We wanted to catch up with Laura before she left to hear reflections about her time as a part of the community, and what’s next. Although Laura is moving, we’re thankful to say that she’s staying on as our Warbler copyeditor, just from a different time zone. And surely she also leaves behind everything she’s taught us about birds over the last three decades.
You’ve been a part of the Portland Audubon community since the early 90s. How did you first get involved and what made you stay?
I graduated from Lewis and Clark College in 1990 with a biology degree and wanted to put myself near birds, so I started volunteering in the store, in the Care Center, and at the front desk. Once I started working at Backyard Bird Shop in 1994 I did my first Gonzo Birdathon with a store team, led bird walks, and eventually started teaching beginning birding when Adult Education Coordinator Dave Helzer recruited me. I was terrified to teach, certain I couldn’t do it, but I remember Dave saying, “You can and you will.” So I did.
I stayed because I found I was pretty good at it, it was personally gratifying, and there was a big demand for beginner classes. Later, Steve Engel helped me diversify, and that’s when the birding by ear classes were born.
You’ve always had a focus on teaching beginner birders and birding by ear. What about those subjects keeps you interested?
Teaching beginners keeps me fresh. They ask really good questions and make me think. I don’t have to know everything about birds to teach new birders, but I’m patient and encouraging, and I’m enthusiastic, all of which have been essential to teaching beginners and building their confidence. Birding can be a little scary to delve into, so it’s been my goal to make birding accessible, because birding is for everyone.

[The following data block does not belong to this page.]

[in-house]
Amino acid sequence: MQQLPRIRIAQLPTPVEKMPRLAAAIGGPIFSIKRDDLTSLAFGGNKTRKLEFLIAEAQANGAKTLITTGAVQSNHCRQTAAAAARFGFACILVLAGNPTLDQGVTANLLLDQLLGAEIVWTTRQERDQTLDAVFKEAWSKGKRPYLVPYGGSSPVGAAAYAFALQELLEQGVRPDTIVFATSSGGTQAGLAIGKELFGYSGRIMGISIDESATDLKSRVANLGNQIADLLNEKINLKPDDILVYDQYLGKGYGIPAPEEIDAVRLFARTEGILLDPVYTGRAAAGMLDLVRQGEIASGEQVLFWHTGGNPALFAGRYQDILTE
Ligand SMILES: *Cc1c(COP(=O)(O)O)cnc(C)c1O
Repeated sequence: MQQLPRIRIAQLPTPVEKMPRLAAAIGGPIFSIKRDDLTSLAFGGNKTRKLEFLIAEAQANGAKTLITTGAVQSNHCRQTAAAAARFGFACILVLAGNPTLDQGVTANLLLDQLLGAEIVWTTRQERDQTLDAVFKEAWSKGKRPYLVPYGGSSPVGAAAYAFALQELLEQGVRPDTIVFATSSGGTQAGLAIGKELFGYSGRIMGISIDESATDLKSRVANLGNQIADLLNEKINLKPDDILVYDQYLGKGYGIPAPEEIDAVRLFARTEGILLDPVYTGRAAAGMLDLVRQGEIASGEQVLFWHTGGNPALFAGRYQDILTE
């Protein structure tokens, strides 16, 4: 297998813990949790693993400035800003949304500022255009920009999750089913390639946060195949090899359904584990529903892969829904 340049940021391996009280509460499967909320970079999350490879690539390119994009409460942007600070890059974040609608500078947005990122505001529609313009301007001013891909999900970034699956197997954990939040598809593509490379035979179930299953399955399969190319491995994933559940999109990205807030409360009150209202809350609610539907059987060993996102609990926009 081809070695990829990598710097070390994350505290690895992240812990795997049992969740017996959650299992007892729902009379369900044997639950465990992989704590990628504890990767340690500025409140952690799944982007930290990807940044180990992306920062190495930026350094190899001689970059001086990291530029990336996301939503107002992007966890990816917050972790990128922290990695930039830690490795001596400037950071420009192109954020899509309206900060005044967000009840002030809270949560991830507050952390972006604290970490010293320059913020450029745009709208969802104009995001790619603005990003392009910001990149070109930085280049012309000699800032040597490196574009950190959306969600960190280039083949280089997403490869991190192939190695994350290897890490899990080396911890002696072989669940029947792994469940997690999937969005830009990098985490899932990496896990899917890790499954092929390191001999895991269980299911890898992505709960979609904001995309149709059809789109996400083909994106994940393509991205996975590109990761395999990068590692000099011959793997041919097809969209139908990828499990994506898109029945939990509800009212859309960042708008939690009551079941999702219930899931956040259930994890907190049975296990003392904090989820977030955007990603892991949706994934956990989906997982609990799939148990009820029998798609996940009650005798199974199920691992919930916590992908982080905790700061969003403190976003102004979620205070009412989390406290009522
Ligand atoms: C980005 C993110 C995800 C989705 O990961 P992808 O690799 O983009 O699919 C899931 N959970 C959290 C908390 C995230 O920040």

Once I realized I knew just enough about bird voices to teach other people, I was on it. Steve and I came up with a five-session workshop to allow for lots of repetition and reinforcement, the keys to learning bird songs. Those classes filled year after year with waiting lists. When you open your ears to birds, well, you’re never the same. And beginners just need someone to say “That’s a Song Sparrow” over and over until they can say it themselves with certainty. Apps are great, but nothing beats in-person learning outdoors.
Where are you heading when you leave Portland?
I am moving to Madison, Wisconsin, to give this West Coast girl a new experience. I have family and friends in the region and have spent much time there over the years. But the snow…we shall see how I fare!
What will you miss the most about the Portland Audubon community?
Leading the Cooper Mountain morning bird song walks. I am very sad that I only got to lead them one spring.
What PNW species will you miss the most?
Bushtits. Definitely Bushtits.
What three birding spots in Oregon are your very favorite?
Winter coastal birding at Barview Jetty and Three Graces north of Tillamook, spring or early summer at Malheur NWR, and anytime on Sauvie Island.
You’ll be in Madison for Birdathon this year but you’re still raising funds for Portland Audubon. What’s your Birdathon’s new name?
Cardinal Sins. Feel free to pledge me! I can’t wait to rack up the species! Stay well, everyone, and keep on birding!